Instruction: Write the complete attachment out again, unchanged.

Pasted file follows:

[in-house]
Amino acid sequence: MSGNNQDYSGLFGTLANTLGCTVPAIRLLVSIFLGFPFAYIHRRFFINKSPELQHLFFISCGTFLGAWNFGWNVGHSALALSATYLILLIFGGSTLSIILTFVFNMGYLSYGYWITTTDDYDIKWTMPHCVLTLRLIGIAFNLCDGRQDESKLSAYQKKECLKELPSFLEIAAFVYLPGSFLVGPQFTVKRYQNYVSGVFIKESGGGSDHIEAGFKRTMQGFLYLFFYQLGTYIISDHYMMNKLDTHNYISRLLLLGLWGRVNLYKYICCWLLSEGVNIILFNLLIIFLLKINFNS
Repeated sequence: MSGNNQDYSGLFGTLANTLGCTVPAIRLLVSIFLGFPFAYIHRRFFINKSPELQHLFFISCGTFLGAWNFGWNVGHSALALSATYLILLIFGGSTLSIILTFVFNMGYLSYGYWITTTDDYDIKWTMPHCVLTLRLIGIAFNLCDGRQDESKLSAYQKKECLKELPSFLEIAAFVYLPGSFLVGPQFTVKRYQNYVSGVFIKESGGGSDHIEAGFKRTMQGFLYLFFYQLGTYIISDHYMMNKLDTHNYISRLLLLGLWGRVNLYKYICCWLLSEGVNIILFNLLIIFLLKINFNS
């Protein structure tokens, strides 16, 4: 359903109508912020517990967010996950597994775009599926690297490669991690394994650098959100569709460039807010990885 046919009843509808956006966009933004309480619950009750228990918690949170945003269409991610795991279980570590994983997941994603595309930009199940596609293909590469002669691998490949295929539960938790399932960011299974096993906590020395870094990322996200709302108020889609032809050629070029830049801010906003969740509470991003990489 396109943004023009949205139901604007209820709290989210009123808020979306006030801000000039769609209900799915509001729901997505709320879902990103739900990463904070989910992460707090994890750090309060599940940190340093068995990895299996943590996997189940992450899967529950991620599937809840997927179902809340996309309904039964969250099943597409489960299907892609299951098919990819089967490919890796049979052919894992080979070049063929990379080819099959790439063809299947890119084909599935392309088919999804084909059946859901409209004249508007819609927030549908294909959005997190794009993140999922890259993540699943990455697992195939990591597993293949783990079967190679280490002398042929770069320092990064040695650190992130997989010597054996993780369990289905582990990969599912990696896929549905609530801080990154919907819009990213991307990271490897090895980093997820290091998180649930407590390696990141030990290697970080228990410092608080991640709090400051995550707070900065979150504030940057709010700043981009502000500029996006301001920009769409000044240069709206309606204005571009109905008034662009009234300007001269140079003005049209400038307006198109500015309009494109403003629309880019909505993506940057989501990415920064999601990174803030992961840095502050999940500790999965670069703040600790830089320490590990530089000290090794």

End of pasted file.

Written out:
[in-house]
Amino acid sequence: MSGNNQDYSGLFGTLANTLGCTVPAIRLLVSIFLGFPFAYIHRRFFINKSPELQHLFFISCGTFLGAWNFGWNVGHSALALSATYLILLIFGGSTLSIILTFVFNMGYLSYGYWITTTDDYDIKWTMPHCVLTLRLIGIAFNLCDGRQDESKLSAYQKKECLKELPSFLEIAAFVYLPGSFLVGPQFTVKRYQNYVSGVFIKESGGGSDHIEAGFKRTMQGFLYLFFYQLGTYIISDHYMMNKLDTHNYISRLLLLGLWGRVNLYKYICCWLLSEGVNIILFNLLIIFLLKINFNS
Repeated sequence: MSGNNQDYSGLFGTLANTLGCTVPAIRLLVSIFLGFPFAYIHRRFFINKSPELQHLFFISCGTFLGAWNFGWNVGHSALALSATYLILLIFGGSTLSIILTFVFNMGYLSYGYWITTTDDYDIKWTMPHCVLTLRLIGIAFNLCDGRQDESKLSAYQKKECLKELPSFLEIAAFVYLPGSFLVGPQFTVKRYQNYVSGVFIKESGGGSDHIEAGFKRTMQGFLYLFFYQLGTYIISDHYMMNKLDTHNYISRLLLLGLWGRVNLYKYICCWLLSEGVNIILFNLLIIFLLKINFNS
């Protein structure tokens, strides 16, 4: 359903109508912020517990967010996950597994775009599926690297490669991690394994650098959100569709460039807010990885 046919009843509808956006966009933004309480619950009750228990918690949170945003269409991610795991279980570590994983997941994603595309930009199940596609293909590469002669691998490949295929539960938790399932960011299974096993906590020395870094990322996200709302108020889609032809050629070029830049801010906003969740509470991003990489 396109943004023009949205139901604007209820709290989210009123808020979306006030801000000039769609209900799915509001729901997505709320879902990103739900990463904070989910992460707090994890750090309060599940940190340093068995990895299996943590996997189940992450899967529950991620599937809840997927179902809340996309309904039964969250099943597409489960299907892609299951098919990819089967490919890796049979052919894992080979070049063929990379080819099959790439063809299947890119084909599935392309088919999804084909059946859901409209004249508007819609927030549908294909959005997190794009993140999922890259993540699943990455697992195939990591597993293949783990079967190679280490002398042929770069320092990064040695650190992130997989010597054996993780369990289905582990990969599912990696896929549905609530801080990154919907819009990213991307990271490897090895980093997820290091998180649930407590390696990141030990290697970080228990410092608080991640709090400051995550707070900065979150504030940057709010700043981009502000500029996006301001920009769409000044240069709206309606204005571009109905008034662009009234300007001269140079003005049209400038307006198109500015309009494109403003629309880019909505993506940057989501990415920064999601990174803030992961840095502050999940500790999965670069703040600790830089320490590990530089000290090794």